Boromir and Faramir began to enclose, and as the Betrayer drew near a fuilsade of magic was thrown Boromirs way, as he spent 4 of magic was thrown Boromirs way, as he spent 4 might and 3 will without seeing combat, before being dismounted as one of his men was hurled at him. Happy with this draining of resources, the Knight of Umbar bailed, leaving the riders in his warband to their fate. Henry’s hornblower had been clearly chosen for some higher purpose as he spent several turns fleeing from the Knight of Umbar to the tune of the Benny Hills theme song, avoiding spells, jumping over walls, throwing his companions into harms way until the Knight of Umbar was forced to withdraw.


The lines of battle then reset, as I stood on the objective against what was still a very sizable and heavily armoured army. I’d neutered Boromir but hasn’t actually wounded him and we spent a couple of turns exchanging arrow fire as he advanced towards me. I came out much the worst for wear, and I could not afford to lose models in the same manner that Henry could. I thus needed to charge before he reached the centre and either run him down, or, what was looking more likely at this point, reduce myself to 25% and end the game before he could reach it and without letting my lines completely collapse and allow him to surge through.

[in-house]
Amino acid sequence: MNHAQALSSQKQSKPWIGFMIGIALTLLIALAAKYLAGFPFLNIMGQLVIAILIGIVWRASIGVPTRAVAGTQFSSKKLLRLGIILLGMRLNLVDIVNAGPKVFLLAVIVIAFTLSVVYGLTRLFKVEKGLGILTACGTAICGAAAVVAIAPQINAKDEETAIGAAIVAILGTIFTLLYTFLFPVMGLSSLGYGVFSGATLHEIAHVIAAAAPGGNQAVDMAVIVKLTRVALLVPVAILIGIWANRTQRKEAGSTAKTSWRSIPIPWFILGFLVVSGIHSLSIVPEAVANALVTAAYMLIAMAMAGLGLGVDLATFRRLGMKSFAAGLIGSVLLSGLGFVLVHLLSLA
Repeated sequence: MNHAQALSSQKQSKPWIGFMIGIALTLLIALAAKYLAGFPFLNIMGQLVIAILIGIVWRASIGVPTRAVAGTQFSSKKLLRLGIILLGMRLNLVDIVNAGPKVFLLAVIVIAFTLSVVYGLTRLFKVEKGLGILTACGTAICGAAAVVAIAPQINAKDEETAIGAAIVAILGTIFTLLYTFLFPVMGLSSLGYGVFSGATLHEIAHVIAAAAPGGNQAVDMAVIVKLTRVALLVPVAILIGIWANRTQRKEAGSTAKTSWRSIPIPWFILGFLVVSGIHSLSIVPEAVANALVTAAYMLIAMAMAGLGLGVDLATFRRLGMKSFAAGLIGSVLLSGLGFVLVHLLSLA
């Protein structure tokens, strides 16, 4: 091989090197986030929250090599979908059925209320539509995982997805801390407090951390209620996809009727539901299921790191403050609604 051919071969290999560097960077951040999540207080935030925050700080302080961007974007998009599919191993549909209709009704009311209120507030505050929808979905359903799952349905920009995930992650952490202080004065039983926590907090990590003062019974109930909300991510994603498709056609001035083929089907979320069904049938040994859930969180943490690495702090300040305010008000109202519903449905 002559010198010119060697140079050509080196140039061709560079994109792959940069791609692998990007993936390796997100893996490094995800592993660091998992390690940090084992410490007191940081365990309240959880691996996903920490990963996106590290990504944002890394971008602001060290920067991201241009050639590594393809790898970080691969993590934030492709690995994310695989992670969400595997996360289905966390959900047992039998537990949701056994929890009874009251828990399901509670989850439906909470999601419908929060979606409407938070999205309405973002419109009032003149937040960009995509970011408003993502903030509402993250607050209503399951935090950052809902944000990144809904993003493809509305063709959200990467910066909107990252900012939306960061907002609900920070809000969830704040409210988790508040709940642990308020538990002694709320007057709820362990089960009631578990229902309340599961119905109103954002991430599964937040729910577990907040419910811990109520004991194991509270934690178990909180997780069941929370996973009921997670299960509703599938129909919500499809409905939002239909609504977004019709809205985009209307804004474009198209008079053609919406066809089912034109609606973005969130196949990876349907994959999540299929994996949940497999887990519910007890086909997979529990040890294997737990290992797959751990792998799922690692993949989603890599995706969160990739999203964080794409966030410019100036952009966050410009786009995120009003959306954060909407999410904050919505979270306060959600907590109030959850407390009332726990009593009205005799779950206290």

As my hand was thus forced, I did not  have the most optimal of charges and I made a minor error keeping Boromir from being jumped on which with the margin I was playing with I could not afford to do. The Knight of Umbar failed to win combat on the first turn and Betrayer on the second. I was dismounting models to be able to use the warspears to support them and getting them coverage to give them decent odds of success but as sometimes happens, the dice were not being particularly kind.


Whilst lots of models were knocked prone, my charges were yielding very few kills and were being slain swiftly in turn. Suladan was cut down by Faramir in one round and the floodgates opened. The wraiths both lost combat and were destroyed. My riders were alas too brave and they stayed long enough for Henry to swarm all over the objective for the win.

I am in two minds about that game. Part of me feels I played fairly well but got a little unlucky, and another that because I lost I needed to be more assertive and aggressive than I was. Probably both are true. Henry played well and made solid decisions to lead him to the win. I remember playing him whilst he was still a teenager four years ago, he has improved his game wonderfully. With a loss this early this was certainly a setback.